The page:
Explanations at Multiple Levels1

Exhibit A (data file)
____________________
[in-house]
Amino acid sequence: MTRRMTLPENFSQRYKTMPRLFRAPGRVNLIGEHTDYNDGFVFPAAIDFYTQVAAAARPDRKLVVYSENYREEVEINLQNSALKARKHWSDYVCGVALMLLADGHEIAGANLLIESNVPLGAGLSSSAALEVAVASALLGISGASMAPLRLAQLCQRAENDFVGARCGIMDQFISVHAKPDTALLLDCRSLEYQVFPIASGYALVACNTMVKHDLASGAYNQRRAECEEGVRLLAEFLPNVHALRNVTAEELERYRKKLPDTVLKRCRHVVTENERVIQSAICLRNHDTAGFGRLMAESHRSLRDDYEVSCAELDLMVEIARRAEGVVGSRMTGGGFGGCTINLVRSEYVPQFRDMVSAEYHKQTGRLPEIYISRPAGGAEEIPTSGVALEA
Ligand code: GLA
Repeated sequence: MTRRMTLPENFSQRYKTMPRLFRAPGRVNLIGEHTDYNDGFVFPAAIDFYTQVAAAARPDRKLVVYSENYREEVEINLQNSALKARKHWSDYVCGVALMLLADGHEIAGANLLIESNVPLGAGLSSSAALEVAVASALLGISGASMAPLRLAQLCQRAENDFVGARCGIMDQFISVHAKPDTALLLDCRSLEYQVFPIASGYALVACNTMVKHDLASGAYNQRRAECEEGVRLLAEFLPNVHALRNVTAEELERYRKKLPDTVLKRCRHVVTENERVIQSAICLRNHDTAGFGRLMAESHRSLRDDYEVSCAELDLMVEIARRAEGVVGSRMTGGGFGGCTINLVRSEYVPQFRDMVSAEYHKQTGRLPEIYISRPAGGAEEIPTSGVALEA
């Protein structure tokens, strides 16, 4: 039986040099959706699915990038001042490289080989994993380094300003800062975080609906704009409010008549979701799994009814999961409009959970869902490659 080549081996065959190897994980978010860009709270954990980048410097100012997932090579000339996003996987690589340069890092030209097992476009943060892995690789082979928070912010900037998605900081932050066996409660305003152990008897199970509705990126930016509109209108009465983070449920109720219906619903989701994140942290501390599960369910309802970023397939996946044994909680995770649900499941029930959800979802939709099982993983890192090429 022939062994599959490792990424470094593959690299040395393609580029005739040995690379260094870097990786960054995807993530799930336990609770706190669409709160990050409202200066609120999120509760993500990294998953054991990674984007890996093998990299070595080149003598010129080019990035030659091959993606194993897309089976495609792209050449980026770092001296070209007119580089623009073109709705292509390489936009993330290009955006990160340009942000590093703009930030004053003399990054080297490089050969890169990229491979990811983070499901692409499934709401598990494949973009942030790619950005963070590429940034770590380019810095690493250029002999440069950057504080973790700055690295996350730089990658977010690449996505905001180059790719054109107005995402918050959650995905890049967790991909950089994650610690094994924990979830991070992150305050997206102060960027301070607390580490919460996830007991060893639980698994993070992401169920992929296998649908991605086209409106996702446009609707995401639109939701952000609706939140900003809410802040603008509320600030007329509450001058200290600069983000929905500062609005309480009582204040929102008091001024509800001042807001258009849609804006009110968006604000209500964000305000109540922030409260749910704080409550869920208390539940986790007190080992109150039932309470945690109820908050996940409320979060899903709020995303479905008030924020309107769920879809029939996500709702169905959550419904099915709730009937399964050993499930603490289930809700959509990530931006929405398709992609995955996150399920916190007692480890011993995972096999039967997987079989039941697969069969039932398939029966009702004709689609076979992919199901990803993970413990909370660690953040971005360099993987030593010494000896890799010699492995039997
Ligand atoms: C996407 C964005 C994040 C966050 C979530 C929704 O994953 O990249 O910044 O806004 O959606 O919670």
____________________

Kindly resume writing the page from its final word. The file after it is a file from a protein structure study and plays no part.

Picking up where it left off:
The preference for `reductive explanations', i.e., explanations of the behaviour of a system at one `basic' level of sub-systems, seems to be related, at least in the physical sciences, to the success of a formal technique –- perturbation theory –- for extracting insight into the workings of a system from a supposedly exact but intractable mathematical description of the system. This preference for a style of explanation, however, can be justified only in the case of `regular' perturbation problems in which the zeroth-order term in the perturbation expansion (characterizing the `basic' level) is the uniform limit of the exact solution as the perturbation parameter goes to zero. For the much more frequent case of `singular' perturbation problems, various techniques have been developed which all introduce a hierarchy of levels or scales into the solutions. These levels describe processes or sub-systems operating simultaneously at different time or spatial scales. No single level, no reductive explanation in the above sense will provide an adequate explanation of the system behaviour. Explanations involving multiple levels should be recognized as far more common even in supposedly reductionist disciplines like physics.